While there is still room for dialect in Singapore, it is not pragmatic for dialects to be used more widely and mastered alongside English and Mandarin, said Prime Minister Lee Hsien Loong on Saturday, as he emphasised that Singapore's language policy remains sound.
Giving his speech in Mandarin at the launch of this year's Speak Mandarin Campaign, Mr Lee said he fully understands the desire for the young to learn dialects and protect their use of it as an important part of Chinese culture.
But when Singapore first introduced the bilingual policy, it did so after careful observation and the finding that it is very difficult for most people to master English, Mandarin and dialects at the same time.
"This principle has not changed, 35 years later," said Mr Lee.
Hong Kong is an example of the difficulty of mastering several languages at once. While the standard of Cantonese is very good there, people are not as fluent in Mandarin and even less so in English, he said.
The trade-off between emphasising bilingualism and sacrificing dialect has allowed Singapore to maintain good standards in English and Mandarin. Otherwise, Singaporeans' English standards and future opportunities might be affected, as might their Mandarin ability and the long-term standing of Mandarin in Singapore.
"This is a huge price to pay," said Mr Lee.
However, there is still room for dialect. News is reported in dialect on one radio channel here, and there are classes in dialects run by clan associations.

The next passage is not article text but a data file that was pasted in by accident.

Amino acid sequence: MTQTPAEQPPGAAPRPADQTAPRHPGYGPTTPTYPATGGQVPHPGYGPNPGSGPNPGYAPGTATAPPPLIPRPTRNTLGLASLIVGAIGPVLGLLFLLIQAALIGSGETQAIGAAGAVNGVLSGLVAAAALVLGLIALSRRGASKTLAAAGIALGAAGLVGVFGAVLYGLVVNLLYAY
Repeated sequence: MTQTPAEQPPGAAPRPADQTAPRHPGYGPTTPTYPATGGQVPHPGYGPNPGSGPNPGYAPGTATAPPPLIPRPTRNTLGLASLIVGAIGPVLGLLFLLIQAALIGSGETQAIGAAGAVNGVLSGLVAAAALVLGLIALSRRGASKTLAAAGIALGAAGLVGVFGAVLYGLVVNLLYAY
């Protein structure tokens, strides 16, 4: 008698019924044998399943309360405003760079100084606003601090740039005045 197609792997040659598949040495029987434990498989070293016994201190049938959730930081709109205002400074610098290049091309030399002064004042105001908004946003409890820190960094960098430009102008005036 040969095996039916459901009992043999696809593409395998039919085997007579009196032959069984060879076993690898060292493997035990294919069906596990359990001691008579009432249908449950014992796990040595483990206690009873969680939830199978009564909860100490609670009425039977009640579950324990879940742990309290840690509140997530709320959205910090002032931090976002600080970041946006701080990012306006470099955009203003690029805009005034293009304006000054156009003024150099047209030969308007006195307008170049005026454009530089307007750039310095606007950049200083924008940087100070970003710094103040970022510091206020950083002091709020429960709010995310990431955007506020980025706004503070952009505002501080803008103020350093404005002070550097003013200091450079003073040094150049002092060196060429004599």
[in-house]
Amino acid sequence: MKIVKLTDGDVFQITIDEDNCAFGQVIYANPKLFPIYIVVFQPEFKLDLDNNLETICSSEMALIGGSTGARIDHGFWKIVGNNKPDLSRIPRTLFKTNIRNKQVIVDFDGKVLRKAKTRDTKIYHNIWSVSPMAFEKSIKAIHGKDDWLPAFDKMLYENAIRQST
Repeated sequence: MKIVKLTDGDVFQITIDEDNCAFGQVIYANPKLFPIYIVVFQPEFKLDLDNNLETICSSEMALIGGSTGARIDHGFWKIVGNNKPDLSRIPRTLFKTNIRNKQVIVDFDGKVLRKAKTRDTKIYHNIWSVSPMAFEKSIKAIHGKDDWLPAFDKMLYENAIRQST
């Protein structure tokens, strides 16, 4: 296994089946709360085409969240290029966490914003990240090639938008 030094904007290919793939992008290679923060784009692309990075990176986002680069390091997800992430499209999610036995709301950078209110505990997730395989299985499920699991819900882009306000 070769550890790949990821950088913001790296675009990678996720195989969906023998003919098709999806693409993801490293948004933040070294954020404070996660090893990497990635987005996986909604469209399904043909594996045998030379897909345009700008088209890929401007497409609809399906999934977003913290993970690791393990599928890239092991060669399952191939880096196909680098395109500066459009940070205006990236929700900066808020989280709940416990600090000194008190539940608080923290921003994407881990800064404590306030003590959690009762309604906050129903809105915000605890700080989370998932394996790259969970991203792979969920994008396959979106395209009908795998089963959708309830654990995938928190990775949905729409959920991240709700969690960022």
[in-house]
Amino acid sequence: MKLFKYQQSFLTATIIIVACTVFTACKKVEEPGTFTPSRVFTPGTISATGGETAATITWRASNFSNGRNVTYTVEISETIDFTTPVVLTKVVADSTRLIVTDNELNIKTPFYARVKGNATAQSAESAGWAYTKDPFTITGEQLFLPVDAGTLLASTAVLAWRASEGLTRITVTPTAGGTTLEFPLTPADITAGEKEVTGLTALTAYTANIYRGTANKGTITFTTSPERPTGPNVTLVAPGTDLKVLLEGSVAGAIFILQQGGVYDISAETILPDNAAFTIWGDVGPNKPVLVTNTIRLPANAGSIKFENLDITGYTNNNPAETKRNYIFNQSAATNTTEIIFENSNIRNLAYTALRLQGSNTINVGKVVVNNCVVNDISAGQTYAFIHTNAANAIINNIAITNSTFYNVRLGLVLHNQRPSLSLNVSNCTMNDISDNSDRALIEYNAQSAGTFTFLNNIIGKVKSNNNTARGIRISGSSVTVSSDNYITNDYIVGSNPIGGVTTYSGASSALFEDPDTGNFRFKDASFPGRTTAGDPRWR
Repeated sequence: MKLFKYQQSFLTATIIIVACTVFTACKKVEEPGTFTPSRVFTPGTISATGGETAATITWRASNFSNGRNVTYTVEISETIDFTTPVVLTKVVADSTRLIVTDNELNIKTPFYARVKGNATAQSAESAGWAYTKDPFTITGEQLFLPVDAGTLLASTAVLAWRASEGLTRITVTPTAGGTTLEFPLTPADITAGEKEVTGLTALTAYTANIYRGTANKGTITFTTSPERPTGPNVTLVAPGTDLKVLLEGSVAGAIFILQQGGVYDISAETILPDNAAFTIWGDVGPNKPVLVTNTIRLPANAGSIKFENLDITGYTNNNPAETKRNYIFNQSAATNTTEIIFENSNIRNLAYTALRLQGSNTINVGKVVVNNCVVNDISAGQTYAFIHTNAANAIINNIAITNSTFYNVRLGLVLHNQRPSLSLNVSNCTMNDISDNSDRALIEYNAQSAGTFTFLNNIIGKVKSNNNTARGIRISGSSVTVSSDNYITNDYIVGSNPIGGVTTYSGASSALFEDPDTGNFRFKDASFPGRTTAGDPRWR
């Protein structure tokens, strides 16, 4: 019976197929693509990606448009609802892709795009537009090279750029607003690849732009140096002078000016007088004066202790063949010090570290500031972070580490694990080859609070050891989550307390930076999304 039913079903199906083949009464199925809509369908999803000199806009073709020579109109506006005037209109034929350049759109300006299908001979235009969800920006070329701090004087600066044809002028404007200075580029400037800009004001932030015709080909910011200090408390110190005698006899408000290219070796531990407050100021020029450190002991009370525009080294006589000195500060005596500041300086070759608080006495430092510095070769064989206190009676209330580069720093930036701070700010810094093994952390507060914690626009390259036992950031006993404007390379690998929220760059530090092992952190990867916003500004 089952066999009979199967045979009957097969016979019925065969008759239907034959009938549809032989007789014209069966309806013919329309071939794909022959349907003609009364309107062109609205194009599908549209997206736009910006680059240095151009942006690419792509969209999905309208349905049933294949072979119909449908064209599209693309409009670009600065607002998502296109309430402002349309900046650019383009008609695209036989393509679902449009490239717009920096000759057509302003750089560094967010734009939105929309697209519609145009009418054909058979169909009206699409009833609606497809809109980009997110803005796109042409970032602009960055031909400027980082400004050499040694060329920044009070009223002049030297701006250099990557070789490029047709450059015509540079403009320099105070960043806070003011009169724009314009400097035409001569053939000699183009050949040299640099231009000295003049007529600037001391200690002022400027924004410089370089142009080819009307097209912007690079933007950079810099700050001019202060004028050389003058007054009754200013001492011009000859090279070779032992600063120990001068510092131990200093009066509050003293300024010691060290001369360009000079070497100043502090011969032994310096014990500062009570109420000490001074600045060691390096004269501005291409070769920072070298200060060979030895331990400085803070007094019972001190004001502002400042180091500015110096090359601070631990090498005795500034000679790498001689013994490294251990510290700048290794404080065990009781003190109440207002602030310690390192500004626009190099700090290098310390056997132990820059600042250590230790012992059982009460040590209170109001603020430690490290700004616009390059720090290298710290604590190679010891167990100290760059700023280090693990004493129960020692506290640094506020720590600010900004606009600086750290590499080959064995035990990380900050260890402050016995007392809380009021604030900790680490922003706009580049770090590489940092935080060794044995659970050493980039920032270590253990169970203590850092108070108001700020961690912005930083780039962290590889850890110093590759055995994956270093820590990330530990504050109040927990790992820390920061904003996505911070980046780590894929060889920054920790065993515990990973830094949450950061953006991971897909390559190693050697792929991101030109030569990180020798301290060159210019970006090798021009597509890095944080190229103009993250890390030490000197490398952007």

Mr Lee said the Government is also prepared to use dialects in special circumstances. It has prepared video clips in Hokkien, Teochew and Cantonese to explain the Pioneer Generation Package to seniors. The Government may also consider using dialects to promote other important policies like the new MediShield Life insurance scheme, said Mr Lee.
On the whole, he said, Singapore's "language policy remains sound".
The Speak Mandarin Campaign, which celebrates its 35th anniversary this year, has been successful, with most young Chinese Singaporeans able to speak and understand Mandarin, he added.
Singaporeans also appreciate the importance of Chinese, said Mr Lee. They have a strong desire to learn the language to connect with their roots and know their culture, as well as to prepare themselves for the rise of China.
While some feel it is too utilitarian to pursue Mandarin for economic gain rather than as an end in itself, Mr Lee said: "So long as you are interested in Mandarin, whatever the reason, I will encourage you to learn it."
Thanking Chinese teachers, local Chinese media and the clan associations for their efforts in promoting the language, Mr Lee said children should be given a hand to master two languages. This would help them connect to the global stage yet remain anchored to their culture.
He urged parents to speak Mandarin to their children at home and in their daily lives. Learning Mandarin should also be fun and make use of technology to raise interest and ability, he said.